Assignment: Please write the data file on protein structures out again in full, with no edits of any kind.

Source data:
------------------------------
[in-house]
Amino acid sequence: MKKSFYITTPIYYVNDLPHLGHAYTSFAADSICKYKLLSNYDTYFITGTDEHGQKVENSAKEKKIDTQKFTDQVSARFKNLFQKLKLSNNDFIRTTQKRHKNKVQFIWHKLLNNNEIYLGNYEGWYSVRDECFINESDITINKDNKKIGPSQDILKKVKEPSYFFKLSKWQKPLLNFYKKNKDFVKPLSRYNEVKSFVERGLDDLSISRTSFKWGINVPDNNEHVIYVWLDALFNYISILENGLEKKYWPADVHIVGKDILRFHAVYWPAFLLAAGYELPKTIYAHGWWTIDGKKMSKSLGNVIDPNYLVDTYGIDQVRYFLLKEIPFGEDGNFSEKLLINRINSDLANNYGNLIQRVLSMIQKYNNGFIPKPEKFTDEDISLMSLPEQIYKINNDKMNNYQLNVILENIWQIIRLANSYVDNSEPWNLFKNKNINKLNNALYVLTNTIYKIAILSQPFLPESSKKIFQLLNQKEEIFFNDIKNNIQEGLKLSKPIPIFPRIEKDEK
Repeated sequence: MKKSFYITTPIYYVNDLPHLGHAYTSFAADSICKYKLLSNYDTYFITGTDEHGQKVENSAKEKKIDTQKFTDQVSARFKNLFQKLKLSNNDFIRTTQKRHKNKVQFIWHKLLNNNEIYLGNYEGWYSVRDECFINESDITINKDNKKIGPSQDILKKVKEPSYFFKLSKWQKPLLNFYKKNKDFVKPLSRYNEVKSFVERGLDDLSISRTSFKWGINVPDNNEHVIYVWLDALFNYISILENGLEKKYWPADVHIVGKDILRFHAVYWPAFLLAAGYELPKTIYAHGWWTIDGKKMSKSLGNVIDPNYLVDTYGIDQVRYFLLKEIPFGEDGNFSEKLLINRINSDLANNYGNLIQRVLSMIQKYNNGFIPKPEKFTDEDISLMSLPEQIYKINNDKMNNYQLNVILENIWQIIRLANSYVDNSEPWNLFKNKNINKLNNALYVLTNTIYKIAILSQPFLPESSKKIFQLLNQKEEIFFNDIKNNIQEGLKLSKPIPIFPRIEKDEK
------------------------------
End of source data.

[in-house]
Amino acid sequence: MKKSFYITTPIYYVNDLPHLGHAYTSFAADSICKYKLLSNYDTYFITGTDEHGQKVENSAKEKKIDTQKFTDQVSARFKNLFQKLKLSNNDFIRTTQKRHKNKVQFIWHKLLNNNEIYLGNYEGWYSVRDECFINESDITINKDNKKIGPSQDILKKVKEPSYFFKLSKWQKPLLNFYKKNKDFVKPLSRYNEVKSFVERGLDDLSISRTSFKWGINVPDNNEHVIYVWLDALFNYISILENGLEKKYWPADVHIVGKDILRFHAVYWPAFLLAAGYELPKTIYAHGWWTIDGKKMSKSLGNVIDPNYLVDTYGIDQVRYFLLKEIPFGEDGNFSEKLLINRINSDLANNYGNLIQRVLSMIQKYNNGFIPKPEKFTDEDISLMSLPEQIYKINNDKMNNYQLNVILENIWQIIRLANSYVDNSEPWNLFKNKNINKLNNALYVLTNTIYKIAILSQPFLPESSKKIFQLLNQKEEIFFNDIKNNIQEGLKLSKPIPIFPRIEKDEK
Repeated sequence: MKKSFYITTPIYYVNDLPHLGHAYTSFAADSICKYKLLSNYDTYFITGTDEHGQKVENSAKEKKIDTQKFTDQVSARFKNLFQKLKLSNNDFIRTTQKRHKNKVQFIWHKLLNNNEIYLGNYEGWYSVRDECFINESDITINKDNKKIGPSQDILKKVKEPSYFFKLSKWQKPLLNFYKKNKDFVKPLSRYNEVKSFVERGLDDLSISRTSFKWGINVPDNNEHVIYVWLDALFNYISILENGLEKKYWPADVHIVGKDILRFHAVYWPAFLLAAGYELPKTIYAHGWWTIDGKKMSKSLGNVIDPNYLVDTYGIDQVRYFLLKEIPFGEDGNFSEKLLINRINSDLANNYGNLIQRVLSMIQKYNNGFIPKPEKFTDEDISLMSLPEQIYKINNDKMNNYQLNVILENIWQIIRLANSYVDNSEPWNLFKNKNINKLNNALYVLTNTIYKIAILSQPFLPESSKKIFQLLNQKEEIFFNDIKNNIQEGLKLSKPIPIFPRIEKDEK